From 'John' the bookmaker to Paine's sexting: Controversies that have tainted Australian cricket since 1981

From the infamous underarm bowling in 1981 to 'John' the bookmaker scandal, here's a list of controversies that have tainted Australian cricket

Tim Paine's sexting scandal

Tim Paine resigned as Australian Test cricket captain on November 19 over sending (exchanging) inappropriate text messages with a former female colleague in 2017. 

"Nearly four years ago, I was involved in a text exchange with a then-colleague. I recently became aware that this private text exchange was going to become public. On reflection, my actions in 2017 do not meet the standard of an Australian cricket captain, or the wider community," said 36-year-old Paine who took over the Test captaincy in March 2018. 

"I'm deeply sorry for the hurt and pain that I have caused to my wife, my family, and to the other party. I'm sorry for any damage that this does to the reputation of our sport."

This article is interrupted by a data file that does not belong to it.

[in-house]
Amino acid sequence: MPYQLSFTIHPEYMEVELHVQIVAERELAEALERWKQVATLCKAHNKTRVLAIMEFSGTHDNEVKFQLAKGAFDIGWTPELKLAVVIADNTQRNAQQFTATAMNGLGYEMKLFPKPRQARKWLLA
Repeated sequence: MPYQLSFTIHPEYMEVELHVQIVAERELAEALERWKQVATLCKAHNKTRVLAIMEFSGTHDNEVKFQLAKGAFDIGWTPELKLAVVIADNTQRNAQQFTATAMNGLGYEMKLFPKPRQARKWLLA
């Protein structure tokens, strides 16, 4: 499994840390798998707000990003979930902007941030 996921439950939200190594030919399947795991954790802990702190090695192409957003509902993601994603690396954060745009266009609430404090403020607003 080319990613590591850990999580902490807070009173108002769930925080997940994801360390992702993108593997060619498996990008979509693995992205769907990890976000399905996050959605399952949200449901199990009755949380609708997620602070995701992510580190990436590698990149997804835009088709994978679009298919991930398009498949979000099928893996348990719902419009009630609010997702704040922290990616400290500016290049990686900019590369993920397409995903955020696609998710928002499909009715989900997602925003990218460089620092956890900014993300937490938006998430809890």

(Photograph:AFP)

Ball-tampering scandal

In 2018, the cricketing world was rocked when a cheating scandal was uncovered during a Test match between Australia and South Africa at  Newlands in Cape Town. 

In March, during the third Test between Australia and South Africa, on-field cameras caught Australian batter Cameron Bancroft trying to rough up one side of the ball with a piece of sandpaper to make it swing, in a way tampering it. 

In the wake of the shocking incident, also known as the Sandpapergate, then captain Steve Smith and then vice-captain David Warner had resigned. Although, he was not found to be directly involved but then coach Darren Lehmann, also stepped down.